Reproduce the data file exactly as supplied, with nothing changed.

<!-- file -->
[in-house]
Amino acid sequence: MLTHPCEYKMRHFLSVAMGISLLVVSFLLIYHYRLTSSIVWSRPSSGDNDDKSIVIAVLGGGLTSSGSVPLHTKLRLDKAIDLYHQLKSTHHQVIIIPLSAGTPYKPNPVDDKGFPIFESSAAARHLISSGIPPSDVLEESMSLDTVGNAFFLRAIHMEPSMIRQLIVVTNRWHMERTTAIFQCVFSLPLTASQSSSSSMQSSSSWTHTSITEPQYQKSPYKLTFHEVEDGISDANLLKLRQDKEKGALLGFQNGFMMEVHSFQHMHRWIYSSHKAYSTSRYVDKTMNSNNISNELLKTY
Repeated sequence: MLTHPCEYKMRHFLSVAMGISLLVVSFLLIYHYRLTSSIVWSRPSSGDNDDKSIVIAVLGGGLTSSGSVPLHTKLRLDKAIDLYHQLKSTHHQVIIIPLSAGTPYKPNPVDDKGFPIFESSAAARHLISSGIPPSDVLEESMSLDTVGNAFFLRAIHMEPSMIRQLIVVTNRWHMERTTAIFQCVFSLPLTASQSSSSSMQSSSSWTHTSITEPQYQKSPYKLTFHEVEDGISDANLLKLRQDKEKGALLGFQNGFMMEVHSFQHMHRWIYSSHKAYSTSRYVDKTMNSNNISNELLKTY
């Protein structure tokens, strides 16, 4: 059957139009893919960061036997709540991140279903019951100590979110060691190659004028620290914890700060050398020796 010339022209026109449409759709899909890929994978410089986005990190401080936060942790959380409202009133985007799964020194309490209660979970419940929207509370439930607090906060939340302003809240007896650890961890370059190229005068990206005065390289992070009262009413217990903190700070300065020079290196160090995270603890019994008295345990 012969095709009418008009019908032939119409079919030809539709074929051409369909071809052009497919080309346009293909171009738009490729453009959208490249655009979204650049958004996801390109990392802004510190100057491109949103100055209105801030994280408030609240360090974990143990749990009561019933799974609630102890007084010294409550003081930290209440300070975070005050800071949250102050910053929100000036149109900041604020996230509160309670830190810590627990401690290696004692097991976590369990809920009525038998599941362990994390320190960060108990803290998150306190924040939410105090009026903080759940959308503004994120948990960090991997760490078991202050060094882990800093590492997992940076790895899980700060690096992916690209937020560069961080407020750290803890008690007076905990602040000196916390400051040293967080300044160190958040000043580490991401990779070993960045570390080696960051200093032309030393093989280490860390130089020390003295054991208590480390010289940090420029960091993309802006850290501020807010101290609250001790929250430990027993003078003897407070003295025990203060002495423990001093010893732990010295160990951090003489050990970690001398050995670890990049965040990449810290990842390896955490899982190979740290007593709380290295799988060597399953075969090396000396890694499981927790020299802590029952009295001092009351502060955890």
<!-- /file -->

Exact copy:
[in-house]
Amino acid sequence: MLTHPCEYKMRHFLSVAMGISLLVVSFLLIYHYRLTSSIVWSRPSSGDNDDKSIVIAVLGGGLTSSGSVPLHTKLRLDKAIDLYHQLKSTHHQVIIIPLSAGTPYKPNPVDDKGFPIFESSAAARHLISSGIPPSDVLEESMSLDTVGNAFFLRAIHMEPSMIRQLIVVTNRWHMERTTAIFQCVFSLPLTASQSSSSSMQSSSSWTHTSITEPQYQKSPYKLTFHEVEDGISDANLLKLRQDKEKGALLGFQNGFMMEVHSFQHMHRWIYSSHKAYSTSRYVDKTMNSNNISNELLKTY
Repeated sequence: MLTHPCEYKMRHFLSVAMGISLLVVSFLLIYHYRLTSSIVWSRPSSGDNDDKSIVIAVLGGGLTSSGSVPLHTKLRLDKAIDLYHQLKSTHHQVIIIPLSAGTPYKPNPVDDKGFPIFESSAAARHLISSGIPPSDVLEESMSLDTVGNAFFLRAIHMEPSMIRQLIVVTNRWHMERTTAIFQCVFSLPLTASQSSSSSMQSSSSWTHTSITEPQYQKSPYKLTFHEVEDGISDANLLKLRQDKEKGALLGFQNGFMMEVHSFQHMHRWIYSSHKAYSTSRYVDKTMNSNNISNELLKTY
């Protein structure tokens, strides 16, 4: 059957139009893919960061036997709540991140279903019951100590979110060691190659004028620290914890700060050398020796 010339022209026109449409759709899909890929994978410089986005990190401080936060942790959380409202009133985007799964020194309490209660979970419940929207509370439930607090906060939340302003809240007896650890961890370059190229005068990206005065390289992070009262009413217990903190700070300065020079290196160090995270603890019994008295345990 012969095709009418008009019908032939119409079919030809539709074929051409369909071809052009497919080309346009293909171009738009490729453009959208490249655009979204650049958004996801390109990392802004510190100057491109949103100055209105801030994280408030609240360090974990143990749990009561019933799974609630102890007084010294409550003081930290209440300070975070005050800071949250102050910053929100000036149109900041604020996230509160309670830190810590627990401690290696004692097991976590369990809920009525038998599941362990994390320190960060108990803290998150306190924040939410105090009026903080759940959308503004994120948990960090991997760490078991202050060094882990800093590492997992940076790895899980700060690096992916690209937020560069961080407020750290803890008690007076905990602040000196916390400051040293967080300044160190958040000043580490991401990779070993960045570390080696960051200093032309030393093989280490860390130089020390003295054991208590480390010289940090420029960091993309802006850290501020807010101290609250001790929250430990027993003078003897407070003295025990203060002495423990001093010893732990010295160990951090003489050990970690001398050995670890990049965040990449810290990842390896955490899982190979740290007593709380290295799988060597399953075969090396000396890694499981927790020299802590029952009295001092009351502060955890």